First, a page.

My father was a delivery man. His service was dry cleaning and there isn’t much call for that anymore. If you do get dry cleaning done it is usually dropped at the plant or one of their pick up locations (if you live in a small town). Permanent press fabrics and washing machines have replaced the hours my Dad used to spend in his truck, driving to people’s homes and picking up little bundles of clothes and then returning them two days later.
The milk man may have been one of the all time favourites and those of us who grew up in prior to 1965 remember the little trap doors beside the back door where the milk was placed. It opened on the inside and the outside and you left a note in it if you wanted to change your order by adding more butter, some cream or an extra quart of milk. For those who didn’t have quite so much convenience the milk was left outside and if you didn’t get to it quickly enough in the winter the little paper cap on top of the bottle would be floating high above on a frozen popsicle of cream. My mom loved it when that happened because she could just slice off the cream and put it in a pitcher rather than trying to pour it off carefully without it mixing in to the milk.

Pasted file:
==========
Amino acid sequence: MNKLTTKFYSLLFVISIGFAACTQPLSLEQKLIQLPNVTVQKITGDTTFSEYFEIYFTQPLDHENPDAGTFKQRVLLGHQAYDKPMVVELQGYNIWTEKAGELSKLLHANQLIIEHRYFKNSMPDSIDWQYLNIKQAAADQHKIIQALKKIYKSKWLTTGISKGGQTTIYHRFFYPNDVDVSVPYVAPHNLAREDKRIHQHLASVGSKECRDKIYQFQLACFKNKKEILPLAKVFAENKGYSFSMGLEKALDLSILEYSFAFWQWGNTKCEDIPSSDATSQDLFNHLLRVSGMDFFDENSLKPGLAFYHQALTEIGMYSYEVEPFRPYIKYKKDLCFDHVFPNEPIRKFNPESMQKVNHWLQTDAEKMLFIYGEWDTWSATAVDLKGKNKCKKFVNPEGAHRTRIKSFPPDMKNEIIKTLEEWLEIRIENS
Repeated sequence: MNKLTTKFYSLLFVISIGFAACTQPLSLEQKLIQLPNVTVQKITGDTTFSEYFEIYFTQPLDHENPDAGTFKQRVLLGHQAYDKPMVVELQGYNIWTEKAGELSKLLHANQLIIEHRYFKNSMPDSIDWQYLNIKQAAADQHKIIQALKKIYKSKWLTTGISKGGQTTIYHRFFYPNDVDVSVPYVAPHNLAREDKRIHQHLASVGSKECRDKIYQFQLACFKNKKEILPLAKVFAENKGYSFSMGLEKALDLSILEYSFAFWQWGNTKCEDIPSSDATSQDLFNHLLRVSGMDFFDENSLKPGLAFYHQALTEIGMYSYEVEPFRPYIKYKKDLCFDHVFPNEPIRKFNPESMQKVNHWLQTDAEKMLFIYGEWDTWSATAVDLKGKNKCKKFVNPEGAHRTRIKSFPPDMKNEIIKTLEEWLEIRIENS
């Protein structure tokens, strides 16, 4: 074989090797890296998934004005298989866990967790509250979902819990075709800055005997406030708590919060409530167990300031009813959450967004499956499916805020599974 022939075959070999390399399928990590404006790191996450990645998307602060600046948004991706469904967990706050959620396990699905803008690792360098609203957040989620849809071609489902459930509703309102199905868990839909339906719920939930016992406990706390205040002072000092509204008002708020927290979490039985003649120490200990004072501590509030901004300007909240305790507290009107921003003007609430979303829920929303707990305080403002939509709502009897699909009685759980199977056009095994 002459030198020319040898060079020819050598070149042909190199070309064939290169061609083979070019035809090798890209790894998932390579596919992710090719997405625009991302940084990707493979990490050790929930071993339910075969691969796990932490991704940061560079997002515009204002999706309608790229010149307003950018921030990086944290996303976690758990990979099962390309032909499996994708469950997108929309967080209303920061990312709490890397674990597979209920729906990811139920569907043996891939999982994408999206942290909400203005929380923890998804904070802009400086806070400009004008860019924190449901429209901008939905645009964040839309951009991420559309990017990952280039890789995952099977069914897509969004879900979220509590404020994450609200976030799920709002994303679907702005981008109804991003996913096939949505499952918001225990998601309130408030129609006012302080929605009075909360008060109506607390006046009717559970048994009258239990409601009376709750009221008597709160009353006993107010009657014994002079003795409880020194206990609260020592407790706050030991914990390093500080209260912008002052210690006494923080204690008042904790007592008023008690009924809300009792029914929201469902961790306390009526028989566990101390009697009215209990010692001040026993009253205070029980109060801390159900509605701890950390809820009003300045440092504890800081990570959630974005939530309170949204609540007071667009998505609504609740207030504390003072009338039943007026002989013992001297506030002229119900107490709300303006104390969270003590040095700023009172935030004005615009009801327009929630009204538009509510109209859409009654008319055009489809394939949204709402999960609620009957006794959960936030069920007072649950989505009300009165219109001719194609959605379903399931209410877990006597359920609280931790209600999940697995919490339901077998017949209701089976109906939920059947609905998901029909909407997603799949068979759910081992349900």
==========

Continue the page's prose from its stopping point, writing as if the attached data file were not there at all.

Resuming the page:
Besides the convenience of not having the delivery man there is the lack of camaraderie and fun that used to come with his arrival. My Dad loved visiting with people and they always enjoyed his ready smile. The milk man stopped at almost every house and would always be followed around in summer months and on holidays by a swarm of school kids wanting to pass the time. I actually remember when he had a horse and it was fun for town kids to pet a horse.
In our neighbourhood we also had an ice man during the summer months. There were cottages in the neighbourhood and some of them were not equipped with refrigerators. That meant there was an ice box in the house and if we managed to get there at the right moment the corners of the block of ice would meet with his hatchet and find their way into our eager little hands. What delight to suck on the ice as it melted in our fingers and cooled our warm bodies.
I am sad this is something else younger generations will only read about. Jokes about kids looking like the milk man will escape their understanding. Everything comes from the store and the only throwback they will ever know to the deliver man is the UPS driver who shows up with their new electronics or the pizza delivery person.
Please share your memories of the delivery man.